It was only, what, less than two weeks ago that Microsoft (MSFT) had its official product launch for Windows Phone 7. At the time I said that it was too early to tell how the product would do, but that the product launch was a strong start.
Ah, well, so much for good beginnings, as early evidence suggests a strong lack of interest in this product, which Microsoft must turn into a success if it is to continue in the critical mobile client segment. But that's what happens when your entire business model and culture haven't kept up with the changing speed of your industry.
Windows Phone 7 handsets began selling seemingly everywhere except the U.S. yesterday, and the results are ... well, put it this way, someone had better put Microsoft CEO Steve Ballmer on a depression watch. According to UK blog Pocket-lint, which showed up at one of the stores that opened early, the turnout was underwhelming:
Pocket-lint arrived at 7am to see the doors open and the queues of people pour in. A queue of two people, in fact. The first of which, Andrew Willett, queued from 5.45am.I'm sure Mr. Willett was welcomed by the press, which doubtless would want to speak with someone.
If you turned up at the Apple Store at 5.45am the day the iPhone 4 went live, you wouldn't have even made it on to Regent Street. You would have been around the corner on Hanover Street.
The shop was packed. But it was packed with press and PR peeps.
There have been signs that, outside of product design, Microsoft has been uneven at best in its marketing. For example, there was the Michael Jackson Thriller themed event when WP7 was released to manufacturing. Microsoft razzed Apple and RIM (RIMM) and completely forgot about Google (GOOG) Android.
Then there was the new video advertising campaign in which people using non-Microsoft phones were engrossed in their phones, no matter what else was happening. The company essentially argued that the value of Windows Phone 7 was being a product you'd want to put down. I will admit sympathy for the message, but its double-edged quality sends a subconscious emotional message to many consumers that they will want the competitors' products.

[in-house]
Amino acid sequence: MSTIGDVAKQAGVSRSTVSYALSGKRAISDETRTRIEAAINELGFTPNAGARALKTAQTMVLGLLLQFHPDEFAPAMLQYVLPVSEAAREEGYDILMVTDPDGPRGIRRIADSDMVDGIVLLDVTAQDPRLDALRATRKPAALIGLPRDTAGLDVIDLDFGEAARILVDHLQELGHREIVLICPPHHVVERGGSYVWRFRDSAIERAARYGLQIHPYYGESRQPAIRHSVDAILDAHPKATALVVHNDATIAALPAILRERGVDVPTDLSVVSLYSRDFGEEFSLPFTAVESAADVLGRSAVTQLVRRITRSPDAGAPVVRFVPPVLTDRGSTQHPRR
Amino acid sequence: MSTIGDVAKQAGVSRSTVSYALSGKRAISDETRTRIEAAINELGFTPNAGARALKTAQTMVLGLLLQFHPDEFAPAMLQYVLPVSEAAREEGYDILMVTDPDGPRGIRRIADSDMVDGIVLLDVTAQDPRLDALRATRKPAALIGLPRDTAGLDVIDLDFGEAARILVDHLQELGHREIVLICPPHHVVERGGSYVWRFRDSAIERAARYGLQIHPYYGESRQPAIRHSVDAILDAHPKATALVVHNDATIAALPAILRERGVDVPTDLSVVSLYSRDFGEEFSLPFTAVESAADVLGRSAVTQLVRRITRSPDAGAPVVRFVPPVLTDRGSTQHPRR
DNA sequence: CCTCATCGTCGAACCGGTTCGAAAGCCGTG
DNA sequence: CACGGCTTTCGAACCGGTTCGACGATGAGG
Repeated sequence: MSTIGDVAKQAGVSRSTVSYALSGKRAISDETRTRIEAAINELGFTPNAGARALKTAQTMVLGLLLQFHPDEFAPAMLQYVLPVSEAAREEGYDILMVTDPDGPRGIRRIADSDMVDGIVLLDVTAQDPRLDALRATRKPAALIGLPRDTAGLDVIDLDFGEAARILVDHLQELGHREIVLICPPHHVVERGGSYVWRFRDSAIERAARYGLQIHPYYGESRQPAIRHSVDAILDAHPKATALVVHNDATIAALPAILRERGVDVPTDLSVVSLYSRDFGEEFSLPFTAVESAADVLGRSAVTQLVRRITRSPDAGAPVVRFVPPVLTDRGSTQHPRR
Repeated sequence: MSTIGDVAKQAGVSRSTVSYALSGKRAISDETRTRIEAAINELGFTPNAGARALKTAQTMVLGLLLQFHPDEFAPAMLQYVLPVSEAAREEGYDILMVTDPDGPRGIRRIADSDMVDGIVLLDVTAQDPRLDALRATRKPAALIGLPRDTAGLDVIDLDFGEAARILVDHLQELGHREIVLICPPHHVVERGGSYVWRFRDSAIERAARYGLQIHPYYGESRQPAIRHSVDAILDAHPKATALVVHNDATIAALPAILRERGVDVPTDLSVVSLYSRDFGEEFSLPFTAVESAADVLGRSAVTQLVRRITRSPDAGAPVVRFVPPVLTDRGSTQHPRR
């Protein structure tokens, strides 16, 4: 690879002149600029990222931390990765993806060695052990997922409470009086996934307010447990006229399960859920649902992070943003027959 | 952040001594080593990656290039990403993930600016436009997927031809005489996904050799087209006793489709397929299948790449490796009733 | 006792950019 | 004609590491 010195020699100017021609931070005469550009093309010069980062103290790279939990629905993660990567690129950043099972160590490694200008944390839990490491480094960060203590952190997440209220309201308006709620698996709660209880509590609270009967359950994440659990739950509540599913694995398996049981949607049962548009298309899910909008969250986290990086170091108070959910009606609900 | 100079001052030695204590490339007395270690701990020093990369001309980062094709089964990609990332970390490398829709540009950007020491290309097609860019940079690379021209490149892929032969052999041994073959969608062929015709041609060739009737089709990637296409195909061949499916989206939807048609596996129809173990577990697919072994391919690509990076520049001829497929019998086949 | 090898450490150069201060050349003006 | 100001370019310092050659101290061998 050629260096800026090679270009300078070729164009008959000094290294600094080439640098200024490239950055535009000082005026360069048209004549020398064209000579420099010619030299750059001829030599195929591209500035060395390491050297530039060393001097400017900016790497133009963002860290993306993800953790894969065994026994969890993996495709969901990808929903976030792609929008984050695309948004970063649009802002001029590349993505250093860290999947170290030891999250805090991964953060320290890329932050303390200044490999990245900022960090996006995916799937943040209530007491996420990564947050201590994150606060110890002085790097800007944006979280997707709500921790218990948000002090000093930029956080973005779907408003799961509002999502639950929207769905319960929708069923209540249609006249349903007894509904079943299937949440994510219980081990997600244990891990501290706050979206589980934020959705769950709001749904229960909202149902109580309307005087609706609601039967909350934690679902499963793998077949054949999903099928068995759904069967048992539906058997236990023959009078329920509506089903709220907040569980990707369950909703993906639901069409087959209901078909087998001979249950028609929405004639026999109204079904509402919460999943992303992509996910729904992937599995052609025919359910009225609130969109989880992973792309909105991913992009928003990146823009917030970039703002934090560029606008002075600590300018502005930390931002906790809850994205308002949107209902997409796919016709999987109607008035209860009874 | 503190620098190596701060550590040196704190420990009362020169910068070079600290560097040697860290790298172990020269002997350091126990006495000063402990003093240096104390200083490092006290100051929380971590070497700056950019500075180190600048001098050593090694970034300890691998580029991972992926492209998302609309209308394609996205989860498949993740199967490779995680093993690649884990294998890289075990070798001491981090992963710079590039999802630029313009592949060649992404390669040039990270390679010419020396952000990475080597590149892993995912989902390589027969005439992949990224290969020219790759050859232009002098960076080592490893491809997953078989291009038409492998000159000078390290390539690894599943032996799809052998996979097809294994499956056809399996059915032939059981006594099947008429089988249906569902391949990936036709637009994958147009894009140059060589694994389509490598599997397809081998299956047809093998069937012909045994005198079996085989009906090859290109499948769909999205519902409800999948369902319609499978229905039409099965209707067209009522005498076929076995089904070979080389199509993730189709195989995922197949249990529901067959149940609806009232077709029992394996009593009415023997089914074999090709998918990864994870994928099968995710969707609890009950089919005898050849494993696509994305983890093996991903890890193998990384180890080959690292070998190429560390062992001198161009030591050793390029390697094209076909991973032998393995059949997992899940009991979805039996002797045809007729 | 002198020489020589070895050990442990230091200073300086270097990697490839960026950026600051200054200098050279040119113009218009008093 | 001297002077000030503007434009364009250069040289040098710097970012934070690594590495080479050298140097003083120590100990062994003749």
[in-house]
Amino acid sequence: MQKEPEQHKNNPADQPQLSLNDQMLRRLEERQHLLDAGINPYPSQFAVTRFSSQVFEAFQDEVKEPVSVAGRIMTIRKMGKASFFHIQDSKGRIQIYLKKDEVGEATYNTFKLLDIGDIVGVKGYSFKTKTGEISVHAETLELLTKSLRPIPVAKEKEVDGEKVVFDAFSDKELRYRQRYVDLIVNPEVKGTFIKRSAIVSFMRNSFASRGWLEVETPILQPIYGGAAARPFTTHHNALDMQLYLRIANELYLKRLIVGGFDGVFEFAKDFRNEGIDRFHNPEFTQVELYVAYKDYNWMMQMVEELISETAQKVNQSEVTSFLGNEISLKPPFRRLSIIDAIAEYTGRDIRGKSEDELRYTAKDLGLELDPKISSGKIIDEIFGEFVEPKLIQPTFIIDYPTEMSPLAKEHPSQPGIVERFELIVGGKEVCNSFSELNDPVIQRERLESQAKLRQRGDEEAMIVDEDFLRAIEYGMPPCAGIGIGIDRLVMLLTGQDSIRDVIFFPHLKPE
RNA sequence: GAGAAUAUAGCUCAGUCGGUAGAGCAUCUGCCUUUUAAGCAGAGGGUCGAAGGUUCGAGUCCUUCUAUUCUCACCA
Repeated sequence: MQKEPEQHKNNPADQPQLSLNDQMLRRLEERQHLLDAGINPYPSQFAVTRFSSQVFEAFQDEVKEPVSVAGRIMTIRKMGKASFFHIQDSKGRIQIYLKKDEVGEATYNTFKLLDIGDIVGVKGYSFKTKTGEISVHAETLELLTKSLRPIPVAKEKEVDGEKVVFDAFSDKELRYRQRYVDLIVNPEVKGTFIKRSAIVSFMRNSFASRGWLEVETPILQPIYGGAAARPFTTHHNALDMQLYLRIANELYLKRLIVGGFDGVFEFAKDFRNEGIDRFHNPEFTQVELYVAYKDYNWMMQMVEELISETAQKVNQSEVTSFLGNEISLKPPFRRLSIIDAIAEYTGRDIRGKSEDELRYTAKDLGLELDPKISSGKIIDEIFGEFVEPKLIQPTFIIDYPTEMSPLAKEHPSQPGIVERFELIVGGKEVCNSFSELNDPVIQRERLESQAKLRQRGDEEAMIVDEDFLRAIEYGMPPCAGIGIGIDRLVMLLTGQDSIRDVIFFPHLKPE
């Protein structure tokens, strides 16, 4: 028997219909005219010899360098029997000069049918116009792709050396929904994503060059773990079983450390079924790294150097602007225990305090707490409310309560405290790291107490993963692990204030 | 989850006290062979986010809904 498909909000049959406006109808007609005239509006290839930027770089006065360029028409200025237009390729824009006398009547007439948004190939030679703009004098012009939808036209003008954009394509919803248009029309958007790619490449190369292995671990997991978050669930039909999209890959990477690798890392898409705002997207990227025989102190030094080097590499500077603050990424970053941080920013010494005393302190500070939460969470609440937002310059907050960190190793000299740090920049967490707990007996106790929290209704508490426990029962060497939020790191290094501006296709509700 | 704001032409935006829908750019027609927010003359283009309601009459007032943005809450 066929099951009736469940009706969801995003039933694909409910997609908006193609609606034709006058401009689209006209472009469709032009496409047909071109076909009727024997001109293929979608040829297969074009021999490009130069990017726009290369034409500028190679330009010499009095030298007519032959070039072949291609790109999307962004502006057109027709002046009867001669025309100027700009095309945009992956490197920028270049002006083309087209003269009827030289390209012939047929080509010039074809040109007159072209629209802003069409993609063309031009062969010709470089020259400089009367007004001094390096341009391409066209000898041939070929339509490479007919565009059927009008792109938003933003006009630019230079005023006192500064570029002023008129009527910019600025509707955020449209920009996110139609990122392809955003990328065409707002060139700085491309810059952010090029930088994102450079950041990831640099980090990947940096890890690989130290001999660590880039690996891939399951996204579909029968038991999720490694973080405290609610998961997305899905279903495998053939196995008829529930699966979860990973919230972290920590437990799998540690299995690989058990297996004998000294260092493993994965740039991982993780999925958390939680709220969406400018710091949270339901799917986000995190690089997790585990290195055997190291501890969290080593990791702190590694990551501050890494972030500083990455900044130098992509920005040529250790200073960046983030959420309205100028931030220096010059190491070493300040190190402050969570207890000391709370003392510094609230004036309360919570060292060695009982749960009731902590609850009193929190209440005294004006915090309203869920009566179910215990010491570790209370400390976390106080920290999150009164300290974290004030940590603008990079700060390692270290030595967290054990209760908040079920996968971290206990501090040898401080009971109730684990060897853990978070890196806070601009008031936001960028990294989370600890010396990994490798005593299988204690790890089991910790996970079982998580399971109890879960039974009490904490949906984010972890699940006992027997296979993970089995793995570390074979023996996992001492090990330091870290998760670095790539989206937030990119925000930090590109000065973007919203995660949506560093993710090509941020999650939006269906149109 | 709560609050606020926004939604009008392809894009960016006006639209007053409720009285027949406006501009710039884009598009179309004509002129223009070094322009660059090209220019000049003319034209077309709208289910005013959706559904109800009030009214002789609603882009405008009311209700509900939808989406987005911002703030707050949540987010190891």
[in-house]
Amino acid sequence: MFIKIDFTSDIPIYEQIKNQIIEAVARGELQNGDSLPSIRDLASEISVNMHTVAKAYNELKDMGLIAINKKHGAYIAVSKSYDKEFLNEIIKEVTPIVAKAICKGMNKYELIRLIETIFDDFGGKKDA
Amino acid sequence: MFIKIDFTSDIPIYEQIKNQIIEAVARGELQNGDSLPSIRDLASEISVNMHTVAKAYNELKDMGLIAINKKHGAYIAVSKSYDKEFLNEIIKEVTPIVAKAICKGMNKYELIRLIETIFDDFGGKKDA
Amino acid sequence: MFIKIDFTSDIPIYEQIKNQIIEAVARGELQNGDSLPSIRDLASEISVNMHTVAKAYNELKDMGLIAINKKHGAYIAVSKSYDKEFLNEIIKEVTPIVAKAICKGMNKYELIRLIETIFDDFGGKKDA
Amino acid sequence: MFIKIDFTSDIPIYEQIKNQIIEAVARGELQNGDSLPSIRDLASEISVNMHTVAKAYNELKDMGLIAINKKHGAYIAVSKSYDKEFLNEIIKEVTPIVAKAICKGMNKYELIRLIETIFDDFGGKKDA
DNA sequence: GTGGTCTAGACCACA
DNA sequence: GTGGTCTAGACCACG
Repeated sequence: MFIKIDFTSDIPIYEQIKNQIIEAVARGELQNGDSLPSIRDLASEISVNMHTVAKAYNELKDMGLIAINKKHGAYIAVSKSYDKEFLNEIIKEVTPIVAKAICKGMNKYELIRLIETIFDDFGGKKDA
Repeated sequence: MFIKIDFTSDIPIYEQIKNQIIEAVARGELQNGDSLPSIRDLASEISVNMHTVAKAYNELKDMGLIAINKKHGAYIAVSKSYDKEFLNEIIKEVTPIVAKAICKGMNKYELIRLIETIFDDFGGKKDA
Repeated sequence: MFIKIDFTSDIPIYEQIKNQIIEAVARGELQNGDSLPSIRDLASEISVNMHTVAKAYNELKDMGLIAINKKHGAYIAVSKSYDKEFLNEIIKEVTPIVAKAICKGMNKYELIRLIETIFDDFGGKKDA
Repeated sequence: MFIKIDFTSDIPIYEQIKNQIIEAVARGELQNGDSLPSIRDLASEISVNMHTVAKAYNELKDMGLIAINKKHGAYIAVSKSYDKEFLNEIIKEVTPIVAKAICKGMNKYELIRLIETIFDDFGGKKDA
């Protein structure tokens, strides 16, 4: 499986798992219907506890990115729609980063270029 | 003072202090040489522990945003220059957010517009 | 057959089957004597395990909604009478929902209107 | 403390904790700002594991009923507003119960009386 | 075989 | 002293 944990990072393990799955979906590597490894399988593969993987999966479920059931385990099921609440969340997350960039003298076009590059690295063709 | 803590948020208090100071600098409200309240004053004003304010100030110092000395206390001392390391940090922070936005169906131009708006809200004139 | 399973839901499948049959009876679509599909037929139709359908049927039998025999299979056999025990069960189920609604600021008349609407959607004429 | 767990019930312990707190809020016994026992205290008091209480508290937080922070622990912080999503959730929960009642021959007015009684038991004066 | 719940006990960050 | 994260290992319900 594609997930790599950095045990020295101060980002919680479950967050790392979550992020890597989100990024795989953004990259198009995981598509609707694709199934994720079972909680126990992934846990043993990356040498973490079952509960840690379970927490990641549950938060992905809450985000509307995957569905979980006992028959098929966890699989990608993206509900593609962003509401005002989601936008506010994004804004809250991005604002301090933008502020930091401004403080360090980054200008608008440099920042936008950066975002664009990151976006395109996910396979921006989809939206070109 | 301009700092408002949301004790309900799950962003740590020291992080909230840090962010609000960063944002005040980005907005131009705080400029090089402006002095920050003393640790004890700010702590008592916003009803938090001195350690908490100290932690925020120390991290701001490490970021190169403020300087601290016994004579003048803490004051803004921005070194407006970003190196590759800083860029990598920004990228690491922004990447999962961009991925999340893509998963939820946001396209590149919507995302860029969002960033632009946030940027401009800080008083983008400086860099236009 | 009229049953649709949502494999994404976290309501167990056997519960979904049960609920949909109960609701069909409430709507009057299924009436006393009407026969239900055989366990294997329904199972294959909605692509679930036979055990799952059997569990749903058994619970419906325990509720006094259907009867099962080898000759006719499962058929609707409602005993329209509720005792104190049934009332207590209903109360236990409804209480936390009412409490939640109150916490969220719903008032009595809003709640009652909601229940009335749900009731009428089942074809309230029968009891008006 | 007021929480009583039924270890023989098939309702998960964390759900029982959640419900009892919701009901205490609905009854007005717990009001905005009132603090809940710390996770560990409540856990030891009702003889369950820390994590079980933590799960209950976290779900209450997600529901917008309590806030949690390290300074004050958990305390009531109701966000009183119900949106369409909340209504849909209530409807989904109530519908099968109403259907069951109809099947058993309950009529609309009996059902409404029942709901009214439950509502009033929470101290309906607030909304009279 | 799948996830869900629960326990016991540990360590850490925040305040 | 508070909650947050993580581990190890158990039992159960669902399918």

There are plenty of people who seem to have it in for Microsoft. For example, I received an anonymous email tip about the Pocket-lint post. It doesn't seem likely that it was Pocket-lint itself, as someone there could simply have let me know. Was it a competitor trying to seed some old-fashioned fear, uncertainty, and doubt? Perhaps. Maybe it was someone who has a particular animosity for Microsoft -- hardly rare.
But it doesn't matter. The point is that someone can report that story. It's that the now hands-on reviews of influential sources find the product still lacking compared to the iPhone or Android. Even full-featured third party app multitasking is missing.
Of all people who have been in the industry, former Apple CEO John Scully had an insight in a recent interview about Steve Jobs:
That's it in a nutshell. Microsoft puts something out, assuming that it has the time to go back and improve it so that eventually it can compete. That may have worked ten years ago, and perhaps there is still an argument that such a strategy can work in a corporate computing setting, where buyers work more methodically and at a slower pace. The advantage then is that your company appears to be in the game and the ability to deliver on a roadmap of future development is a critical factor in the decision making process.
However, consumer electronics is far different. There is no waiting. Products have shelf lives of months. To compete, Apple has to release a new iPhone every year. Google has iterative releases of Android far more frequently. Both have had time to establish themselves as leaders.
The days when Microsoft could ignore the Internet and belatedly develop Internet Explorer and still gain huge market share (owning greatly to its control of PC desktops) are over. Microsoft has been slow and this could be its final stumble. Because it has delayed and frittered away a one-time strong position in mobile, the company is now far behind.
The only way it could have caught up was with a product not just as good as an iPhone or Android, but demonstrably better. Microsoft's only chance now would be to recognize that third time out no longer works and to rapidly and continuously improve Windows Phone starting now. But even then, I think it is too late. Mobile users don't need Microsoft, and as cloud computing continues to strengthen, people won't need the company for much of their computer needs at all. We may just have seen the final mistake that makes the company's long term future in client computing irrelevant.
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